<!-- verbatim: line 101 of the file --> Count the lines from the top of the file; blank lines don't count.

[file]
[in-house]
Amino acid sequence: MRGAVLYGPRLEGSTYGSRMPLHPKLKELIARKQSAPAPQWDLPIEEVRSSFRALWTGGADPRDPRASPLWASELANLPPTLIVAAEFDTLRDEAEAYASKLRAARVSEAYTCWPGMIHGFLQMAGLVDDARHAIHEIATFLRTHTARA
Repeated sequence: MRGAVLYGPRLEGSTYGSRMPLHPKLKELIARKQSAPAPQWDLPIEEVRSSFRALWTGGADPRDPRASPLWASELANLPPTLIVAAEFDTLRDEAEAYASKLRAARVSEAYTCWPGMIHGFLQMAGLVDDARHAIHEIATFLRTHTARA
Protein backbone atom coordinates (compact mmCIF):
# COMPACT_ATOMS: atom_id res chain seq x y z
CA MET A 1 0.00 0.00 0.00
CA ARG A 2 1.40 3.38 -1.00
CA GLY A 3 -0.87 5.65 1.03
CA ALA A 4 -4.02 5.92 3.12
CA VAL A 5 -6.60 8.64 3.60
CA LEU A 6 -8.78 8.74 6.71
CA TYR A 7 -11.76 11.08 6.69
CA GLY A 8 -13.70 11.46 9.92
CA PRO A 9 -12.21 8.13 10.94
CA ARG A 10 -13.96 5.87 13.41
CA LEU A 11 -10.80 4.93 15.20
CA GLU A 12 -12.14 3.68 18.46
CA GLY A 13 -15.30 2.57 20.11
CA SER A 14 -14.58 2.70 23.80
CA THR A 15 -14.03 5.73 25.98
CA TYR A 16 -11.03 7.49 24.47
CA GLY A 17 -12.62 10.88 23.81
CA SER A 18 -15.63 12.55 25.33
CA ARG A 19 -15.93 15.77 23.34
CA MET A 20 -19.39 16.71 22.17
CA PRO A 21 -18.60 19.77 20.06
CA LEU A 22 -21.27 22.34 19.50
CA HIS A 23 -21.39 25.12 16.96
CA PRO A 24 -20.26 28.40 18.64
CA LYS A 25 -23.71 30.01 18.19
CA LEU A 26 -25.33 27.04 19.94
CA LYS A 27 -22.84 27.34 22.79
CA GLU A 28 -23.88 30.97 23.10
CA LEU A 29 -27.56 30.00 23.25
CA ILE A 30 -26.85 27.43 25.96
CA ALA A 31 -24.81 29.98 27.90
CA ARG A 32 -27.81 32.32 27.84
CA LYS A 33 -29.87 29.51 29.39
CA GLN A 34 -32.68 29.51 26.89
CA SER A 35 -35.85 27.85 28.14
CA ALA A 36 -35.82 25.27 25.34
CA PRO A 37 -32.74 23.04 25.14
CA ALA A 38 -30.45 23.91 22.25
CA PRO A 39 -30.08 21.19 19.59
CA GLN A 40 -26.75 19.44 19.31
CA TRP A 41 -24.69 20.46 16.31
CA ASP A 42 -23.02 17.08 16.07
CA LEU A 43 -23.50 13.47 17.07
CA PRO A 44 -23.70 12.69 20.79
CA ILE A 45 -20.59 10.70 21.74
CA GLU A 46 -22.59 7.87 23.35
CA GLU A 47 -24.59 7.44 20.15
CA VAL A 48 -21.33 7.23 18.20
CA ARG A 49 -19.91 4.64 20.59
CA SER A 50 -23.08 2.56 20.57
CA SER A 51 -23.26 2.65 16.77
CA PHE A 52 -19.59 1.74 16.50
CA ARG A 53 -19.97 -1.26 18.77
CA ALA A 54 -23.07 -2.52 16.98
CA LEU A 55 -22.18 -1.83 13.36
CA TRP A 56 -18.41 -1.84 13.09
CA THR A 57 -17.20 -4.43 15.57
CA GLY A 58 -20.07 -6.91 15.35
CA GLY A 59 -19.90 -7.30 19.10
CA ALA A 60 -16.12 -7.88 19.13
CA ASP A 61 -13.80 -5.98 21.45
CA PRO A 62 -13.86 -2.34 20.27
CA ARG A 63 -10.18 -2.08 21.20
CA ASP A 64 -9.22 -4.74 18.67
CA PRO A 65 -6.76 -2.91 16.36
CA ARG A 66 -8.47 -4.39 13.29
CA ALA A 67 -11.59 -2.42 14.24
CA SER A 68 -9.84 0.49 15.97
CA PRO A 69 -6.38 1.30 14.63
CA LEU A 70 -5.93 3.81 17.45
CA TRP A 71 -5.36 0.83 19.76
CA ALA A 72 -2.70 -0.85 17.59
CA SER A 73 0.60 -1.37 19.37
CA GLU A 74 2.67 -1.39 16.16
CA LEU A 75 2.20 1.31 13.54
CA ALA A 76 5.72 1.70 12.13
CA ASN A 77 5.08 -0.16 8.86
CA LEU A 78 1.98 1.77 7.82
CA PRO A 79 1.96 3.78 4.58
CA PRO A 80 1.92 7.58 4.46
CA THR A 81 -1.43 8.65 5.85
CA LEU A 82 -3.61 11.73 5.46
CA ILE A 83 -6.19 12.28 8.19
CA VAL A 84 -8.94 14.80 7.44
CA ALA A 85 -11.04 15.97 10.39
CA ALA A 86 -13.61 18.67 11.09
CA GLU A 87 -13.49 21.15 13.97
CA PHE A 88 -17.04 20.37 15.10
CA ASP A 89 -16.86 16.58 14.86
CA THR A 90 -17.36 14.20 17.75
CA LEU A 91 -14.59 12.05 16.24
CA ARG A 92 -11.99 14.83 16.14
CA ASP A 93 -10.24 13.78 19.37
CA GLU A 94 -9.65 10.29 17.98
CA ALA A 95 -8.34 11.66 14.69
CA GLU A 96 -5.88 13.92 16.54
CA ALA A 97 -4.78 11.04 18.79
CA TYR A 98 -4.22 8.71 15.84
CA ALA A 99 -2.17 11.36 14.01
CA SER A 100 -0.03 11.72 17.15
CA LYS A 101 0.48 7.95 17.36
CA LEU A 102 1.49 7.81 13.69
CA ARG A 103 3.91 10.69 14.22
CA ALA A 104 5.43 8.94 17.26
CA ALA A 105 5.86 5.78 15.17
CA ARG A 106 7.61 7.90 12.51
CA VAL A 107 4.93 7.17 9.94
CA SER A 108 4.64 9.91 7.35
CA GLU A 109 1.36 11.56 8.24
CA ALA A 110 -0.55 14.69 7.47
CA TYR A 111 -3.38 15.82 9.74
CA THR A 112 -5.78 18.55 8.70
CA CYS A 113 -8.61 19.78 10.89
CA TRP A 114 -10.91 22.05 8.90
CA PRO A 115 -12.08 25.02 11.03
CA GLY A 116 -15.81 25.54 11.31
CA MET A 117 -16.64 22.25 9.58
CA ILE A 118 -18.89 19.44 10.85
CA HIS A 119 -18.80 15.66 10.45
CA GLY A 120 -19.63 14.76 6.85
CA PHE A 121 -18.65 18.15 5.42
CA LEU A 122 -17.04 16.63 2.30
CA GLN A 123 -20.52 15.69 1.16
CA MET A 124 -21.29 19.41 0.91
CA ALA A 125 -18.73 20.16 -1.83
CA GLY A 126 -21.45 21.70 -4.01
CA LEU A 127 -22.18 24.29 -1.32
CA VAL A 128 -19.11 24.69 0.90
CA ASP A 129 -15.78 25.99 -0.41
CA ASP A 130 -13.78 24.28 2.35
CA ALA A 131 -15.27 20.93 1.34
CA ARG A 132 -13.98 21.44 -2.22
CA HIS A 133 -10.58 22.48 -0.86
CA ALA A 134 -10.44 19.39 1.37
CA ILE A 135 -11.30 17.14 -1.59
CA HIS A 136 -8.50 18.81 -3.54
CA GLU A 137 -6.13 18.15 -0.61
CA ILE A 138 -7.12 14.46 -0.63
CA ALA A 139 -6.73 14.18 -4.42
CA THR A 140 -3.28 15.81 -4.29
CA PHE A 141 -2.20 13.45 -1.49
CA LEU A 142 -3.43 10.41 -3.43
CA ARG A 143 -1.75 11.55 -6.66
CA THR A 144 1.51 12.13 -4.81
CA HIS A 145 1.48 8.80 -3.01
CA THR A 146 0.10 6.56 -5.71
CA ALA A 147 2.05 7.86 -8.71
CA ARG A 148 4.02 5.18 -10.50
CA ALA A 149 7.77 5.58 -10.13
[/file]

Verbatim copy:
CA GLU A 96 -5.88 13.92 16.54